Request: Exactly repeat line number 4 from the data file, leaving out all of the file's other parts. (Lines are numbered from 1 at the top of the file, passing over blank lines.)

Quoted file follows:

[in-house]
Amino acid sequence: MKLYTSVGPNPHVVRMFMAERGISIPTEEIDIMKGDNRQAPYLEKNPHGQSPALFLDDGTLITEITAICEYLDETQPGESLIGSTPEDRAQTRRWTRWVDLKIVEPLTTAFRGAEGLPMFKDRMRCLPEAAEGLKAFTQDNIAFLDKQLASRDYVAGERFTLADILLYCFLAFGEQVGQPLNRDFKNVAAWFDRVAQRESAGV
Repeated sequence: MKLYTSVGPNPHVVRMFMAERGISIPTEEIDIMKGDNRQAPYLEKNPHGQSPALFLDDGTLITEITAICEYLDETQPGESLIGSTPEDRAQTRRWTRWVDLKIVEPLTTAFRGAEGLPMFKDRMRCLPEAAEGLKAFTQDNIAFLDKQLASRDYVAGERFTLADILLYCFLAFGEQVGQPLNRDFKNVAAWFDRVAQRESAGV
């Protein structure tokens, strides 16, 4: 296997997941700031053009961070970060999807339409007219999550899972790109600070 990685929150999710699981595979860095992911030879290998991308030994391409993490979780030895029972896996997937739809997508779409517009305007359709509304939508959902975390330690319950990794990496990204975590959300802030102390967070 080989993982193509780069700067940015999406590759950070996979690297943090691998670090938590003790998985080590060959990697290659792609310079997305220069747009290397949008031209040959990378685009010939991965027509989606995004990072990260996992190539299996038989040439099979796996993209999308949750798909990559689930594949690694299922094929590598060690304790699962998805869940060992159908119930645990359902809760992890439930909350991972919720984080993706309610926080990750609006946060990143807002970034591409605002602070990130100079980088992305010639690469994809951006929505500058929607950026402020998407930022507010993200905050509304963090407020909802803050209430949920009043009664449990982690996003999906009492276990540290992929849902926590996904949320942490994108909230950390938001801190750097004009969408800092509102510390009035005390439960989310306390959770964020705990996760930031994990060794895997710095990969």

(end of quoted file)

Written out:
């Protein structure tokens, strides 16, 4: 296997997941700031053009961070970060999807339409007219999550899972790109600070 990685929150999710699981595979860095992911030879290998991308030994391409993490979780030895029972896996997937739809997508779409517009305007359709509304939508959902975390330690319950990794990496990204975590959300802030102390967070 080989993982193509780069700067940015999406590759950070996979690297943090691998670090938590003790998985080590060959990697290659792609310079997305220069747009290397949008031209040959990378685009010939991965027509989606995004990072990260996992190539299996038989040439099979796996993209999308949750798909990559689930594949690694299922094929590598060690304790699962998805869940060992159908119930645990359902809760992890439930909350991972919720984080993706309610926080990750609006946060990143807002970034591409605002602070990130100079980088992305010639690469994809951006929505500058929607950026402020998407930022507010993200905050509304963090407020909802803050209430949920009043009664449990982690996003999906009492276990540290992929849902926590996904949320942490994108909230950390938001801190750097004009969408800092509102510390009035005390439960989310306390959770964020705990996760930031994990060794895997710095990969």